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Does silk mediate chemical communication between the sexes in a nuptial feeding spider?

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Chemical signals play a crucial role in reproduction as a means for locating mates and/or gaining information about their quality, ultimately affecting mating system dynamics and mate choice. In spiders, one of the potential sources of chemical signalling is silk. However, while female silk is known to attract mates and/or elicit courtship, due to sex-specific roles in mate searching, male silk-related signals are often neglected. In the hunting spider Pisaura mirabilis (Pisauridae), both sexes leave silk draglines during movements while males additionally use silk to wrap nuptial gifts (food donations to females at mating). We explored the potential for both silk types (draglines and gift silk) to release signals and tested the hypothesis that chemical compounds bound to gifts’ silk serve to elicit female attraction. We conducted behavioural choice assays for dragline and gift silk, and their putative transmission mode (airborne or contact) by testing (i) male and female attraction towards draglines of the opposite sex and (ii) female attraction towards gift silk. Whereas males were attracted to female draglines (contact cues), females did not respond to male silk of any type. We suggest that females use draglines for advertisement to secure copulation and foraging of nuptial gifts. If these signals ease male mate searching, attractive male draglines are unnecessary. Overall, males may not invest in chemical stimulation but rather exploit female foraging interests through gift giving. Alternatively, they may release signals that prime other female sexual behaviours or towards which females may have evolved resistance.

Significance statement

Animals commonly use chemical signals to communicate during reproduction, and spiders have the potential to release such signals from their silk. We investigated whether two silk types, draglines released during movements and silk covering male nuptial gifts (prey offered to females at mating) are attractive to the opposite sex in a hunting spider. While males were attracted to female draglines, females did not respond to male silk of any type. Females may be using silk to advertise themselves to secure matings and food through reception of nuptial gifts. If males can successfully locate females, attracting females through draglines may be unnecessary. The finding that males do not release attractant signals in the silk cover of their nuptial gifts further suggests that rather than attempting to increase their attractiveness by using chemical stimulation, males may be uniquely exploiting females’ interest in food through gift giving behaviour.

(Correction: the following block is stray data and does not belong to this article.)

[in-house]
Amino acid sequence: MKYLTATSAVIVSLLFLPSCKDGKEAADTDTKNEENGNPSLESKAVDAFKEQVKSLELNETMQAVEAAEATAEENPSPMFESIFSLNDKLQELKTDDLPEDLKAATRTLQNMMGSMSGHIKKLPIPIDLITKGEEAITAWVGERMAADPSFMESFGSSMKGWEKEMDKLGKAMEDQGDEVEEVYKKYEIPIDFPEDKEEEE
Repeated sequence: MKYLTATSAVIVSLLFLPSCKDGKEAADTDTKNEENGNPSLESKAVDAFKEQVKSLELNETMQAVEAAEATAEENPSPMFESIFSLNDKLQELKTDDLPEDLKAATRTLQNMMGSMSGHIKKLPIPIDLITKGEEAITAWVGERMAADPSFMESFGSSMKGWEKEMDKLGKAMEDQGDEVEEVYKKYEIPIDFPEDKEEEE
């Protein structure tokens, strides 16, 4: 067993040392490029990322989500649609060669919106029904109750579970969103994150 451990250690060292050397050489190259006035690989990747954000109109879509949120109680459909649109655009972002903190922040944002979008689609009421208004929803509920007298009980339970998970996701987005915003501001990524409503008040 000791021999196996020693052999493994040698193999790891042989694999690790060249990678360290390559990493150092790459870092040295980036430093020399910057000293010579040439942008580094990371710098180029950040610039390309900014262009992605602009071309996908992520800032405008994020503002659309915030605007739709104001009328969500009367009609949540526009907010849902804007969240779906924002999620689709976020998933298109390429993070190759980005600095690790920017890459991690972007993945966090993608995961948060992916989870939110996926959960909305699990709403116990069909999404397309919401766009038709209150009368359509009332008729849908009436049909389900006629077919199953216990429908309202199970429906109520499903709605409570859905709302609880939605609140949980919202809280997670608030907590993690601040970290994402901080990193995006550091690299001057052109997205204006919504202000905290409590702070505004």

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We thank Patricia Velado Lobato for assistance in data collection and Federico Cappa for constructive contribution to the experimental design and comments on the manuscript.

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Authors and Affiliations



CT conceived the study, MB and TC designed the experiments, MB collected the data, TC analysed the data and CT led the writing of the manuscript with all authors contributing relevantly to the draft and giving final approval for publication.

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Correspondence to Cristina Tuni.

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Communicated by S. Sakaluk

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Beyer, M., Czaczkes, T.J. & Tuni, C. Does silk mediate chemical communication between the sexes in a nuptial feeding spider?. Behav Ecol Sociobiol 72, 49 (2018).

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